Trinidad-born Ricardo Babulal, who was tested positive for Covid-19 in New York, was determined to survive and not leave his loved ones behind, especially his elderly father.
The public school teacher in New York City shared his story with the Express, hoping it will inspire Trinidad and Tobago nationals to take precautions against Covid-19.
Babulal, who emigrated to the United States two decades ago, began a mission five years ago to give back to his native land, helping flood victims and other needy families across the country. In 2017, Babulal opened up his family’s home in Debe to families displaced by severe flooding.
He said: “My capacity as a NYC public teacher took a turning point on March 18 when the Mayor Bill De Blasio announced that from Monday March 19 all NYC public schools will be closed indefinitely. As teachers, we had to report for three days that week (without students) to be trained on how to move our classes online. The week after (March 23) we were up and working from home,” he said.
Babulal, 34, is also a member of the New York Army National Guard.
And, he said, it was only a matter of time for him to be called into active duty.
He said on March 27, his platoon sergeant called and instructed him to pack and show up for duty the next morning, March 28.
“We were then briefed about our duties, as a military police officer, we were being assigned to the New York Javits Center to facilitate security on premises as it was recently converted to a temporary hospital for COVID-19 patients,” he said.
State of shock
Babulal said he had worked a 24-hour shift on April 6 and began feeling body pains. He had a high fever and was immediately placed in quarantine.
“I told my team leader and then had my temperature taken. I had a fever of over 100.8 F. I was placed on quarantine from that very night in the hotel where we had been staying. I was then seen daily by the military medics as they began to monitor my symptoms,” he said.
Five days later, Babulal said he was tested positive for Covid-19.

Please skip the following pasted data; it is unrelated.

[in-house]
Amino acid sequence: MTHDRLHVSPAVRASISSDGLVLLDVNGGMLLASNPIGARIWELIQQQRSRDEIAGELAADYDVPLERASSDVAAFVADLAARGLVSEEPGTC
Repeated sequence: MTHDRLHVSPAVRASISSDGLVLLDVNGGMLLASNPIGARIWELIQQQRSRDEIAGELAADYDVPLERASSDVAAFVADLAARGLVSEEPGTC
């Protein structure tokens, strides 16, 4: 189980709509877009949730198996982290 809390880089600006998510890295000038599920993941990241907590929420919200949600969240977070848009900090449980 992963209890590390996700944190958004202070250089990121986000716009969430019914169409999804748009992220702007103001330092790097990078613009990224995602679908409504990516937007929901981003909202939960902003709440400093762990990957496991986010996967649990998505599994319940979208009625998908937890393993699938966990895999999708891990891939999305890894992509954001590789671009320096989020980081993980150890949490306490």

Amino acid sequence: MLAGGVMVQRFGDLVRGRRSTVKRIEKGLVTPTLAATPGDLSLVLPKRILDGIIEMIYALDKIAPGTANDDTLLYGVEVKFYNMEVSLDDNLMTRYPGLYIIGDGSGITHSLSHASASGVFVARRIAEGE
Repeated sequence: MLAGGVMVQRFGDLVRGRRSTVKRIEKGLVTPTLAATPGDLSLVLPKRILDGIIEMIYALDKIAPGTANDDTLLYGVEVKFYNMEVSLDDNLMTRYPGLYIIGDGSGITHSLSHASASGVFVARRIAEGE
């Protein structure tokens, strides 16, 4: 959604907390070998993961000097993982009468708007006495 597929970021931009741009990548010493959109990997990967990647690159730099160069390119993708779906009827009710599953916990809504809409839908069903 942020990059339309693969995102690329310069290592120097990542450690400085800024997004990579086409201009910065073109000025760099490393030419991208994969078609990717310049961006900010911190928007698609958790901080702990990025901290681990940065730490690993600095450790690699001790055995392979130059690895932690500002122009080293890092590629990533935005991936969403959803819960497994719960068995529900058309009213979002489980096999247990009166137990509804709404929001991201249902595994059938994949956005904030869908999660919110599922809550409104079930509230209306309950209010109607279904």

“I was fearful and in a state of shock. I followed all guidelines and took precautions whenever I was public,” he said.
Babulal thought about his father, a retired doubles vendor living in Debe, and of never being reunited with his family in Trinidad and not being able to continue his mission to assist poverty-stricken families in his homeland.
He said he was not ready to give up and he fought every day to recover.
The fever would spike at nights, he said, and the body aches were prolonged. Babulal said he lost his sense of smell and taste. And he experienced shortness of breath which triggered fear.
“The most scary was my headaches and dizziness. At times I cooked my own meals and had to hold on to the kitchen counter, fearful of misbalancing, or sit down. I also had some muscle spasms from time to time,” he said.
A time for prayer
The medics would visit daily and continued to monitor his symptoms, which were slowly returning to normal.
“The US military is amazing; they would call me twice a day, provide emotional support if needed. Generals and higher-ups would call to check up and ask if there’s anything that I needed. I would have meals provided three times a day, and my team sergeant (who is also Trinidadian) would bring me his home-cooked meals from time to time,” he said.
And he would pray for the strength to continue to fight the deadly virus.
“My symptoms gradually subsided and I was eventually cleared by the medics. I was asked if I would like to continue the mission (work) or go home. I said I will continue with our mission because I wanted to continue serving. On Wednesday, April 29th, I returned to duty at the Javits Center,” he said.
Babulal said he was looking forward to returning to Trinidad when he will host a prayer service with his loved ones.
He was among hundreds of Trinidad and Tobago nationals who were infected by Covid-19 in New York in recent months. At least 15 Trinidadians have died.
As of yesterday, the New York City health department had reported 171,723 confirmed cases of Covid-19, with 13,724 deaths.